NOD mice; Type 1 diabetes; Autoimmunity; Vaccine; Th2
Aims: The immune system is critical for protection against infections and cancer, but requires scrupulous regulation to limit self-reactivity and autoimmunity. Our group has utilized a manganese porphyrin catalytic antioxidant (MnTE-2-PyP5+, MnP) as a potential immunoregulatory therapy for type 1 diabetes. MnP has previously been shown to modulate diabetogenic immune responses through decreases in proinflammatory cytokine production from antigen-presenting cells and T cells and to reduce diabetes onset in nonobese diabetic mice. However, it is unclear whether or not MnP treatment can act beyond the reported inflammatory mediators. Therefore, the hypothesis that MnP may be affecting the redox-dependent bioenergetics of diabetogenic splenocytes was investigated. Results: MnP treatment enhanced glucose oxidation, reduced fatty acid oxidation, but only slightly decreased overall oxidative phosphorylation. These alterations occurred because of increased tricarboxylic acid cycle aconitase enzyme efficiency and were not due to changes in mitochondrial abundance. MnP treatment also displayed decreased aerobic glycolysis, which promotes activated immune cell proliferation, as demonstrated by reduced lactate production and glucose transporter 1 (Glut1) levels and inactivation of key signaling molecules, such as mammalian target of rapamycin, c-myc, and glucose-6-phosphate dehydrogenase. Innovation: This work highlights the importance of redox signaling by demonstrating that modulation of reactive oxygen species can supplant complex downstream regulation, thus affecting metabolic programming toward aerobic glycolysis. Conclusion: MnP treatment promotes metabolic quiescence, impeding diabetogenic autoimmune responses by restricting the metabolic pathways for energy production and affecting anabolic processes necessary for cell proliferation. Antioxid. Redox Signal. 19, 1902–1915.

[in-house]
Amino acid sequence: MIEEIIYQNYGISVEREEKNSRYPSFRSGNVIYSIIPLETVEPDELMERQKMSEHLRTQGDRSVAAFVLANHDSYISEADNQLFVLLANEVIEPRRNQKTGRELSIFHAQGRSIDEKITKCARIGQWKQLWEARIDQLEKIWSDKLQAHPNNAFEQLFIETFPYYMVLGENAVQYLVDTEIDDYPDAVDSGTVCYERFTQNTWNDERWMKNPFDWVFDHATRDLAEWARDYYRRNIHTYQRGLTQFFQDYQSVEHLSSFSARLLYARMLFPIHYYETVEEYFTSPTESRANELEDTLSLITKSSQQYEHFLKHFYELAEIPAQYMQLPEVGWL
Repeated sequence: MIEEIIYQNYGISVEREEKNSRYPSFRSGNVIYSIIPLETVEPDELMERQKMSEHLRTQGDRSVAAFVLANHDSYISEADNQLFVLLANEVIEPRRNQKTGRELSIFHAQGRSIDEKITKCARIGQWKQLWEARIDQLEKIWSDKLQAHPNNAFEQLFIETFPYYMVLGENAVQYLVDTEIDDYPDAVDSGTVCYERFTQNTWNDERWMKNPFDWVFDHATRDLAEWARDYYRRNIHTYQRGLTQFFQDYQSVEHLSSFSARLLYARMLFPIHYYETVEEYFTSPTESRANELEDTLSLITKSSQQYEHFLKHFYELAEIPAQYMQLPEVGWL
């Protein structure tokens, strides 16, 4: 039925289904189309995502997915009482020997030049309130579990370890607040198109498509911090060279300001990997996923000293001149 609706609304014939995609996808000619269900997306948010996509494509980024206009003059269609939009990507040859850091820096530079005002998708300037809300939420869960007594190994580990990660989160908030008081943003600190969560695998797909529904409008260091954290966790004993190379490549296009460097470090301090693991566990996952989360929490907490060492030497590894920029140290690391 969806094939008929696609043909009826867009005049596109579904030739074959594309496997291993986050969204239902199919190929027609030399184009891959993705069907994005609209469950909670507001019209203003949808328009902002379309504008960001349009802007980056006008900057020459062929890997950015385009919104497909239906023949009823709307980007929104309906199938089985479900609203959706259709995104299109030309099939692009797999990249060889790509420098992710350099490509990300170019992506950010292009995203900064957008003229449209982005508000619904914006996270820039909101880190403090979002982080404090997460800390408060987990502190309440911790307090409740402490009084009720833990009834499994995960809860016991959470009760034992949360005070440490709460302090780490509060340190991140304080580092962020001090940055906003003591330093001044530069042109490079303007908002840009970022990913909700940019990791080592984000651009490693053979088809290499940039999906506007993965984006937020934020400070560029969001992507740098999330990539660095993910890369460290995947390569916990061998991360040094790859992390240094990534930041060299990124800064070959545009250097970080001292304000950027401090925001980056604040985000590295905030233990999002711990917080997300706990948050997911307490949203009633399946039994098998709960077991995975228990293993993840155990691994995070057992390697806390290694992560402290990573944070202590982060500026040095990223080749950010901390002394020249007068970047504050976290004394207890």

Enteropathy-associated T-cell lymphoma includes type I cases and distinctive type II cases that, according to 2008 and 2010 World Health Organization descriptions, are T-cell receptor β+. Although T-cell receptor γδ enteropathy-associated T-cell lymphomas are reported, it is unknown if they have distinctive features and if they should be categorized as enteropathy-associated T-cell lymphoma or as a mucocutaneous γδ T-cell lymphoma. To address these questions, the clinicopathologic, immunophenotypic, molecular, and cytogenetic features of 5 γδ-enteropathy-associated T-cell lymphomas were investigated. Only 1 patient had celiac disease and had type I enteropathy-associated T-cell lymphoma, and the others fulfilled the histopathologic criteria for type II enteropathy-associated T-cell lymphoma. All lacked cutaneous involvement. A celiac disease–associated HLA type was found in the patient with CD and one of four others. All were T-cell receptor γ+, T-cell receptor δ+, βF1−, CD3+, CD7+, CD5−, CD4−, and TIA-1+ with variable staining for CD2 (3/5), CD8 (2/5), Granzyme B (1/5), and CD56 (4/5). Fluorescence in situ hybridization demonstrated 9q34 gains in 4 cases, with 9q33-34 gains by single nucleotide polymorphism in 3 of these. Single nucleotide polymorphism analysis also demonstrated gains in 5q34-q35.1/5q35.1 (4/5), 8q24 (3/5), and in 32 other regions in 3 of 5 cases. Vδ1 rearrangements were identified in 4 of 4 cases with documented clonality showing the same clone in normal-appearing distant mucosa (3/3 tested cases). Thus, γδ-enteropathy-associated T-cell lymphomas share many features with other enteropathy-associated T-cell lymphoma and are mostly of type II. Their usual nonactivated cytotoxic phenotype and Vδ1 usage are features unlike many other mucocutaneous γδ T-cell lymphomas but shared with hepatosplenic T-cell lymphoma. These findings support the conclusion that a γδ T-cell origin at extracutaneous sites does not define a specific entity.